Printer Friendly

Rough justice.

Except for crimes of passion, usually involving family or tribal honour, Syria enjoys a low crime rate. Justice is swift and frequently harsh. If the authorities do not catch up with the villains, the public often will.

Shortly before sunrise on a bitter cold January morning, four young men were hanged in Bab al Faraj Square in downtown Aleppo. Their bodies were left dangling for several hours above the busy square. Once or twice a year in most large Syrian cities, the authorities stage pre-dawn public hangings. In this case the men were sentenced to death for a variety of crimes, all involving murder. Twenty-seven year old Latouf Latouf, a member of a ring of thieves, shot a woman in her car following a botched break-in. Ahmed al Ibrahim, 28 years old, killed a police officer in a personal dispute. The other two, 38-year old Mohamed Badr and 33-year old Mohammed Fatih, made a living from selling hashish, extortion and blackmail until Badr tortured his cousin to death.

There was no prior announcement of the executions, but a story which appeared next day in the local newspaper, Al Jamahir ("The Masses"), provided a lurid account of the crimes committed. The edition carrying the story was sold out within hours, but enterprising kiosk owners and budding entrepreneurs ran off hundreds of photocopies at |pounds~S5 (10 cents) apiece. Street urchins hawked the article all over town, advertising it as "the worst crimes in the history of Aleppo!"

Compared to most Western countries, Syria is virtually crime-free. There are occasional burglaries and instances of petty theft, but muggings and hold-ups at gunpoint are almost unheard of and for good reason. Popular justice can be rough. Recently, a mob chasing a pickpocket down the street, caught the thief and beat him nearly senseless before a policeman showed up to save his life. In most neighbourhoods, there is usually someone on the street working or just sitting, keeping an eye on things. It is mostly in the rich areas, with their villas and high walls, where theft takes places.

Suspects taken for questioning rarely emerge unscathed. Syrian police have no qualms about using physical coercion to make their witnesses talk. For those who are found guilty, an unpleasant fate awaits. Syrian prisons are not agreeable places. Without relatives to bring food and clothing and bribe the guards, prisoners are likely to fare badly.

Aleppo's main prison lies a few kilometres north of the city, and is not a pretty sight. A massive eight storey building, it houses mostly common criminals, with just a sprinkling of political prisoners.

The prison's high concrete walls are topped by a tangle of rusty barbed wire. Hundreds of multi-coloured plastic bags, carried by the wind, have snagged on the wire, giving the walls a ghoulishly festive appearance. The prison is situated in an area with a number of popular outdoor restaurants. On cool summer nights Aleppo's well-to-do flock there to dine on sumptuous meals and dance to ear-splitting Arabic, Armenian and Western music. Before the bands get cranked up occasional bursts of gunfire can be heard coming from the prison. Regular customers and restaurant staff take no notice.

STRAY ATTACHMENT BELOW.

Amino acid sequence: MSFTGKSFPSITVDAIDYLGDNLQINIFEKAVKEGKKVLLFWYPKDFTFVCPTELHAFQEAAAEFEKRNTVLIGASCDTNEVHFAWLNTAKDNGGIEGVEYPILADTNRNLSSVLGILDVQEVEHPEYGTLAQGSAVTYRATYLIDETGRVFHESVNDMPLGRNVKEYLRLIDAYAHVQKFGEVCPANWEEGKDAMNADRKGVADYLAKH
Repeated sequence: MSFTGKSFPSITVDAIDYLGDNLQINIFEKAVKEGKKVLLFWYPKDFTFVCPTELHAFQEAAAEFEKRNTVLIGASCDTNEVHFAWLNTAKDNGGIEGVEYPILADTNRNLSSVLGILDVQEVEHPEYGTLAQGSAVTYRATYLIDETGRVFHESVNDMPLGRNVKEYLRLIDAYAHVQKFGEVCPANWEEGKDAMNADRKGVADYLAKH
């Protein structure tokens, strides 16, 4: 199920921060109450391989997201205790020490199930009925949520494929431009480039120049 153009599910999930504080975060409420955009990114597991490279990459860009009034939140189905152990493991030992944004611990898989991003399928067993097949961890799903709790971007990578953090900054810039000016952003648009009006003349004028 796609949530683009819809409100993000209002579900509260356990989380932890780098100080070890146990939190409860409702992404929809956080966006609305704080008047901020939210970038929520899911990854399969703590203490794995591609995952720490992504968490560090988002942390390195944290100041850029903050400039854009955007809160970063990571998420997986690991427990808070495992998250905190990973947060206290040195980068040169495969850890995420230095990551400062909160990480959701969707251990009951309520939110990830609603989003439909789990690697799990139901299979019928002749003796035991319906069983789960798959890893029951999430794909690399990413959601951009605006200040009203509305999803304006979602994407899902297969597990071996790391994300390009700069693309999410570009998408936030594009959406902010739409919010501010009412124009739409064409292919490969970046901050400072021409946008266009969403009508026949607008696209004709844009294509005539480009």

One former prisoner, Mustafa, spent a year in the Aleppo prison for dealing in hashish. He admits conditions on the inside were harsh, but says with a little money life was tolerable. Ahmed, a former inmate and now a poultry dealer in Aleppo, describes the prison with curt understatement: "It certainly wasn't paradise." Convicted of the killing of a rival clan member (a crime he readily admits), he spent time in a number of prisons before ending up in Aleppo. He still bears a long scar on his right cheek, a souvenir from a knife fight on the inside. As he waits for customers, he passes the time drinking arak and regaling teenage boys with tales of life in "your aunt's house" - Syrian slang for prison.

Murder in defence of family honour is considered acceptable in the tribal setting of rural Syria but while crimes of passion are one thing, cold-blooded murder another. "They got what they deserved," was the general reaction in Aleppo to news of the January hangings. The debate over capital punishment has yet to reach Syria. Public hangings may be infrequent, but state executions are not. Human rights organisations have long condemned the Syrian regime for extra-legal executions. There are no official statistics on the subject, but every Syrian knows it is going on. Indeed, it has become an accepted part of Syrian life.

Just down the block from where the impromptu scaffold was set up at Bab al Faraj, Mustafa is doing a brisk business in grilled liver and kidney sandwiches. The hangings down the street distract neither him nor his customers. In fact, says Mustafa, they are good for business.
COPYRIGHT 1993 IC Publications Ltd.
No portion of this article can be reproduced without the express written permission from the copyright holder.
Copyright 1993 Gale, Cengage Learning. All rights reserved.

Article Details
Printer friendly Cite/link Email Feedback
Title Annotation:Mosaic; administration of criminal justice in Syria
Publication:The Middle East
Date:Jul 1, 1993
Previous Article:Oman rings the changes.
Next Article:A People Without a Country: The Kurds and Kurdistan.

Related Articles
The NIJ's national criminal justice reference service.
1998 federal budget includes increased criminal justice funds.
Criminal justice out of a sieve.
Judge says Tsuu T'ina court almost ready.
The 2000 crime bill: the starting points.
Successful Adjudication Partnerships.
The challenge of domestic terroism to American criminal justice. (Feature).
Eleventh U.N. crime congress to bring global community together.

Terms of use | Copyright © 2016 Farlex, Inc. | Feedback | For webmasters